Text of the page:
British Academic Wins Global Citizen Award - 01/12/2016
The Global Spatial Data Infrastructure Association has made a rare award to a leading GI expert whose career in GI and town planning has spanned nearly 60 years.
'This is the greatest moment of my life' said Emeritus Professor Ian Masser upon receiving the news that he was to receive, the GSDI Global Citizen award. The award, which is only made very occasionally, recognizes someone who has provided exemplary thought leadership and substantive worldwide contributions in promoting informed and responsible use of geographic information and geospatial technologies for the benefit of society and who has fostered SDI developments that support sustainable social, economic, and environmental systems integrated from local to global scales. Prof Masser is only the fourth such person to receive the award.
Masser received the award during the Association’s conference in Taipei, Taiwan on December 2nd 2016. His acceptance speech entitled ‘Looking back on SDI developments with an eye to the future’ drew upon his experiences in the last thirty years and reconsidered the four “Brave New GIS Worlds” scenarios put forward in 1996 with particular reference to the diffusion of SDIs and the impact of technology and the development of the GIS industry.
His speech touched on the seminal Chorley report of 1987, which provided the impetus in the UK for the development of GIS and encouraged interest from research bodies at the same time as similar initiatives in the US and Australia. He identified President Clinton’s significant executive order of 1994 ‘Coordinating Geographic Data Acquisition and Access: the National Spatial Data Infrastructure’ which set out defined time limits for each of the initial stages of the national SDI.
In 1996, Masser in collaboration with Michael Wegener, published the influential paper, ‘Brave New GIS Worlds’. It explored contrasting scenarios likely over the next 20 years through perceptions of the impact of GIS on society in different countries. It developed four scenarios of GIS diffusion: Trend – characterised by incremental diffusion of GIS along the lines experienced in the recent past; Market – based on the commodification of information restricting access to the more powerful; Big Brother in which surveillance and control by fully integrated omniscient systems pervade all aspects of life; and Beyond GIS in which public domain information contributes to greater democratis ation and grassroots empowerment.
Updated in 2016 by the authors, they correctly anticipated the miniaturisation, memory and computing speed of all kinds of electronic devices possible today and predicted the emergence of transnational media conglomerates integrating telecommunications, cable and computer companies. An aspect which they acknowledge they did not anticipate has been the explosive growth volunteered geographic information (VGI) or the diffusion of GPS enabled mobile phones.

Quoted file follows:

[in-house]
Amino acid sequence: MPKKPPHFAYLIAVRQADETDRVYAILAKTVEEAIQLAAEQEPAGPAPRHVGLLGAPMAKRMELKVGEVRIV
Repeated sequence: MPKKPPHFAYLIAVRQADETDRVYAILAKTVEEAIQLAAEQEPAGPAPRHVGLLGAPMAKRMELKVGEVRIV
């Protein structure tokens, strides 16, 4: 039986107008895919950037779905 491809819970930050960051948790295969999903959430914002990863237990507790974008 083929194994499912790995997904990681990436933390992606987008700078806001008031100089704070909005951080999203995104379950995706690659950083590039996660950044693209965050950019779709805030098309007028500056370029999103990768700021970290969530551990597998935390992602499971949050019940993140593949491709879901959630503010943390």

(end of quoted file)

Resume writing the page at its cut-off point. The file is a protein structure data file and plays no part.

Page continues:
One of the most significant projects that Masser identifies is the EU’s INSPIRE initiative to create an SDI for the EC – ‘an infrastructure built on those of 28 different countries in 24 languages by a truly democratic process. . . a role model not only in relation to the developments of SDI but more generally to the formulation of public policy at the European level’ (Max Craglia 2014). Masser has commented in detail on the progress of this project in GiSPro (February 2015 and August 2016).
Looking ahead, he is critical that many national SDI initiatives still abide by the principle, ‘one size fits all’, and envision a relatively uniform product. His view is that as most database maintenance is carried out at local level, national SDI strategies should drive regional ones, and regional SDI strategies drive local ones. He believes that the small elite of spatially aware professionals in geography, land administration and environmental science, must develop SDIs to provide an enabling platform in a transparent manner to serve the majority of society who are not spatially aware.
Emeritus Professor Ian Masser
Educated in geography and town planning at Liverpool University, he has held senior positions at the University of Liverpool, the State University of Utrecht, the University of Sheffield and the University of Twente in the Netherlands. Nearly half his time was spent in Sheffield where he was Professor of Town Regional Planning at for nearly 20 years. During a career that spans more than sixty years, Ian has visited more than fifty countries in all five continents. Born in York and, like a true Yorkshireman, he notes with some pleasure that most of the costs of his travels were born by government bodies and universities.
This article was published in GIS Professional December 2016Last updated: 27/07/2017